Sooooo, after a quick shower to get rid of the “dead body” smell and donning a set of clean, dry clothes, I grabbed my camera gear and headed off in search of a buzz…er, a…buzzing noise. I took a wild guess as to the area the noise was originating from and pointed my vehicle in that direction. Every so often, I would stop, turn off the engine, lower the window, and listen for the buzzing to make sure I was still heading in the right direction.

I was on my fourth stop to check for the noise and as I lowered the window, all I heard were birds, crickets, and katydids…no buzzing noise. So there I was, in the middle of my search for the holy grail…er, a…buzzing noise and I was suddenly stymied by the lack of a star…er, a…buzzing to guide me in my quest. What a revolting development that was. Do I sit in the middle of nowhere and listen to nature's sounds, waiting for that incessant buzzing to start back up, or do I head back home and chalk the whole experience up to “curiosity killed the cat”?

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I chose the third option, yeah, the one I failed to mention, I continued heading in the direction of my initial guess. Hey, was there any other choice? Surely you didn’t expect me to head home with my tail between my legs and admit defeat…nope, Mr. Ego reared his ugly head and off I went to continue my quest.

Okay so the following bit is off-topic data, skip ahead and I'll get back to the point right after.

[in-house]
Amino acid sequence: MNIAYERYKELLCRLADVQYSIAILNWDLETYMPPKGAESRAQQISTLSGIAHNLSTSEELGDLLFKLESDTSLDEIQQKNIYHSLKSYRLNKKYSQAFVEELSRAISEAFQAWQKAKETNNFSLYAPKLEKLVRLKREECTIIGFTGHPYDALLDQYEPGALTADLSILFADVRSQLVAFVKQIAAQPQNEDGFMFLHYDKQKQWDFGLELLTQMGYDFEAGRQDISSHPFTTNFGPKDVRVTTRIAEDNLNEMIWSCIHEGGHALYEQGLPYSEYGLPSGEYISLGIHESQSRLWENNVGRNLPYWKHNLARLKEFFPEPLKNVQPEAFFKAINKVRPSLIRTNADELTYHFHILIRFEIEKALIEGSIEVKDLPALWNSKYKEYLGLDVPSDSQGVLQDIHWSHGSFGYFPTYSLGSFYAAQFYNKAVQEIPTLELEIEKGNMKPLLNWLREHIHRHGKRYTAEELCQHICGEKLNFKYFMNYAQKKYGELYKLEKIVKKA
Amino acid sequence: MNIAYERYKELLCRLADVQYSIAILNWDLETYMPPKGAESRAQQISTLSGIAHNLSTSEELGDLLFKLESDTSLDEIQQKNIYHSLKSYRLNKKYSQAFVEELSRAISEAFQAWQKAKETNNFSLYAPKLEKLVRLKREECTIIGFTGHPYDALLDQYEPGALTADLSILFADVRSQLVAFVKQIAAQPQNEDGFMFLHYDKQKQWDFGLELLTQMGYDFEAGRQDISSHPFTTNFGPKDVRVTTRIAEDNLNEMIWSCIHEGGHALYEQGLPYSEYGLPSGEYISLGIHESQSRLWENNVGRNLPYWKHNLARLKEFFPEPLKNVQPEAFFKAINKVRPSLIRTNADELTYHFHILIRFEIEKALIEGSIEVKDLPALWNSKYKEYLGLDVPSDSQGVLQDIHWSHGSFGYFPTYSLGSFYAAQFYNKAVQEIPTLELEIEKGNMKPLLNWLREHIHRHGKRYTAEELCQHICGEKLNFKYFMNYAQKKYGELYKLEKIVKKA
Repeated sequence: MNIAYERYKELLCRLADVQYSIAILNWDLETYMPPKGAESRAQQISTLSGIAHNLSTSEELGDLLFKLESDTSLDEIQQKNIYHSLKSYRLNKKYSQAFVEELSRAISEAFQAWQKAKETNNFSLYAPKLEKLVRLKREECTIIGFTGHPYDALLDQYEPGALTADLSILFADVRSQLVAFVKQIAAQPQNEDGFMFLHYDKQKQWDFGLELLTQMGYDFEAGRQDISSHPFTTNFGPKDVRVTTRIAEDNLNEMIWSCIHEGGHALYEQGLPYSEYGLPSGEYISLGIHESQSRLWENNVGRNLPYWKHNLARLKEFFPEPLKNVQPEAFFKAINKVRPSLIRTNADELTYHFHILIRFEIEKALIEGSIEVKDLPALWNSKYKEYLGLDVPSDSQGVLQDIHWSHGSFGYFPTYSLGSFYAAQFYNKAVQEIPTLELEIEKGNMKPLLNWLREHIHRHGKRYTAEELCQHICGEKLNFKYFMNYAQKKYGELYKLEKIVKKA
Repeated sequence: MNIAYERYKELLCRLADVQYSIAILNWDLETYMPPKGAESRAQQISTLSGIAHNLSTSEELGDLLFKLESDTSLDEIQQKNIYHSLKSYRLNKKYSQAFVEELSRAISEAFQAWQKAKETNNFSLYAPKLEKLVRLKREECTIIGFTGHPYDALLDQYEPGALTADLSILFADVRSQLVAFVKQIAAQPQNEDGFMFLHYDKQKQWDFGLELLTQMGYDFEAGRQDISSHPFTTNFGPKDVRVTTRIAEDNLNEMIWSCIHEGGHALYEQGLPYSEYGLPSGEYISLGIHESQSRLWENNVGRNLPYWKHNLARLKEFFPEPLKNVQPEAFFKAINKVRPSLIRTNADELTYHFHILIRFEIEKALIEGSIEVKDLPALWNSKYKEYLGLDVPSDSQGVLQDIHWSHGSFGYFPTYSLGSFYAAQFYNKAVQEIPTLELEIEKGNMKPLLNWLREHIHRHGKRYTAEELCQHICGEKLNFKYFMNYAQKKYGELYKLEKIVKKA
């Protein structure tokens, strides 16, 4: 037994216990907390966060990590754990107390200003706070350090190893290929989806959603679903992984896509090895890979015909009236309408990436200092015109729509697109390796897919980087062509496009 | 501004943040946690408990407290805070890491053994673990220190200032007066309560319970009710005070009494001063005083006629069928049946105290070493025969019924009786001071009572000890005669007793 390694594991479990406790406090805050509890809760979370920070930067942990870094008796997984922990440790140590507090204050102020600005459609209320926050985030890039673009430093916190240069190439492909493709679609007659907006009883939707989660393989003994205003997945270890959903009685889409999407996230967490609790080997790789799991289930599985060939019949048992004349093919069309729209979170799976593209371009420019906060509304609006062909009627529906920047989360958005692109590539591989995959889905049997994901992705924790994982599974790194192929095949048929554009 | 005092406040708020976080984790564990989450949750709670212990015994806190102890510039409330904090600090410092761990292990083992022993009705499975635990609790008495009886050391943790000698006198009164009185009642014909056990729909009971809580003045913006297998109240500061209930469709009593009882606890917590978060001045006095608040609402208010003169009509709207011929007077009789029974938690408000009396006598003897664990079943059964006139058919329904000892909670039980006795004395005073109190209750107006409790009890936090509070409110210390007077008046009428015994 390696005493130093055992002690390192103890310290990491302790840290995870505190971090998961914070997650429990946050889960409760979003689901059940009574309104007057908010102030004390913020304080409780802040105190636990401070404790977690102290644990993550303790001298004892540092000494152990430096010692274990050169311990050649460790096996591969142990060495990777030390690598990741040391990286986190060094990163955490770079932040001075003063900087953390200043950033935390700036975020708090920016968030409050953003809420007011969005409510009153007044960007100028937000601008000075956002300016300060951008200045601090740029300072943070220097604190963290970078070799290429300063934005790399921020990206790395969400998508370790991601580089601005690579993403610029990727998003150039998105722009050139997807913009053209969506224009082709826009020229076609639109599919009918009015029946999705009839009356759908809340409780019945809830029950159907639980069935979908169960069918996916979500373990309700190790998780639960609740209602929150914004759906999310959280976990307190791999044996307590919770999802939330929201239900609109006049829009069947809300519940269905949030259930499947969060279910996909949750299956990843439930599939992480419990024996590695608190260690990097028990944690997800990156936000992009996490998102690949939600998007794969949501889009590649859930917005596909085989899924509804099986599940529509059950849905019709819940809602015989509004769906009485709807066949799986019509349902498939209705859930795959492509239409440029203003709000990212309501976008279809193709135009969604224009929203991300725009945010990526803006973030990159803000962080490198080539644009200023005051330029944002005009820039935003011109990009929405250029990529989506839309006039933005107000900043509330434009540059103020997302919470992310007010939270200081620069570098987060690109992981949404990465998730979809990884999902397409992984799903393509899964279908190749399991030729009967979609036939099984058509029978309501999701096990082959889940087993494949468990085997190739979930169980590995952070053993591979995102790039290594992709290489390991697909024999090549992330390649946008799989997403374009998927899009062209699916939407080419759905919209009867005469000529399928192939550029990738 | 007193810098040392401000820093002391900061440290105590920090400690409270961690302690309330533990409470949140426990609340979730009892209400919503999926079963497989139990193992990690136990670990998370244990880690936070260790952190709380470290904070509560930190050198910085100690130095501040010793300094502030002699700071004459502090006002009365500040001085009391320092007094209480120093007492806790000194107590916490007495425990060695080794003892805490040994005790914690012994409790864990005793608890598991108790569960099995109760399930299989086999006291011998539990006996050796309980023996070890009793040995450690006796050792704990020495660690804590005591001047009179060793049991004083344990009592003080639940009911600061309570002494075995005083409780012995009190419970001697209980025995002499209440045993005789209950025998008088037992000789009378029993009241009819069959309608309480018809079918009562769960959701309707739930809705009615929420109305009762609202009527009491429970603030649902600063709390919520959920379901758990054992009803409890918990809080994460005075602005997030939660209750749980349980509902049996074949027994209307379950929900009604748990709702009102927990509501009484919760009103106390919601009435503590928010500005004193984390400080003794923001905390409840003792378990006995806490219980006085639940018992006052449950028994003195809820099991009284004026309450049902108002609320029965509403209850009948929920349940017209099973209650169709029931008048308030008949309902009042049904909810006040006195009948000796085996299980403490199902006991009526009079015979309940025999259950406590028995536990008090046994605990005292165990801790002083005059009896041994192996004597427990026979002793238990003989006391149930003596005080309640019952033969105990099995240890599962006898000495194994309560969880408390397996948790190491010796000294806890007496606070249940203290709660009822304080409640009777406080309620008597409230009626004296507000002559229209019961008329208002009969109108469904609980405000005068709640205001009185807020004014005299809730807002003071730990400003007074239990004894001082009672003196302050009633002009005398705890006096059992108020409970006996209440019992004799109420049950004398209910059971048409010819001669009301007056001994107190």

After several more stops listening to only noises nature could produce, I was beginning to lose all hope of ever identifying the source of the “buzzing from hell”. It was really looking as though Mr. Ego was going to have to face defeat and ride off into the sunset.

Just as I was about to finally admit I had failed in my quest, I heard a loud buzzing noise. I mean loud enough that I could hear it even with all the windows up so whatever was causing it had to be close, really, really, close. Mr. Ego was smiling and had his chest all puffed out. Now all I had to do was pinpoint the exact location. Just as I was getting ready to pull over and stop again, the buzzing turned into a loud roar, which sounded very much like an airplane engine. To make matters worse, it sounded as though that very airplane engine was about to land on the roof of my vehicle. I was ready to panic and even Mr. Ego was ducking for cover. I slammed on the brakes and skidded to stop half on the road and half on the shoulder. I threw open the door and jumped out just in time to see my nemesis, the source of that irritating buzzing, pass directly overhead.

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It was an Ultralight, a motorized hang glider, and a pilot that seemed to get a kick out of skimming treetops and rooftops. I hopped back into my vehicle and raced off to follow him, hoping to discover his landing site. I was in hog heaven, excited, because I had never photographed Ultralights in such close proximity.

Although the pilot kept circling around not landing, I was able to see a couple of trucks out on one of the many “small islands” that dotted the spreader canal. I was sure that had to be their little “airport”. Well, I guess it would be more correct to call it their little “Ultraport”.

I pulled over, parked on the shoulder of the road, bailed out of my vehicle and began following two tire ruts that served as an access road out to the island. As I passed through the islands tree line and reached a large clearing, I only saw one person, not the ground crew I had expected and he seemed to be busy getting his own Ultralight ready to fly. While he was connecting all the hardware, I noticed he was also keeping a watchful eye on his fellow pilot, the person that tried to land on my vehicle’s roof.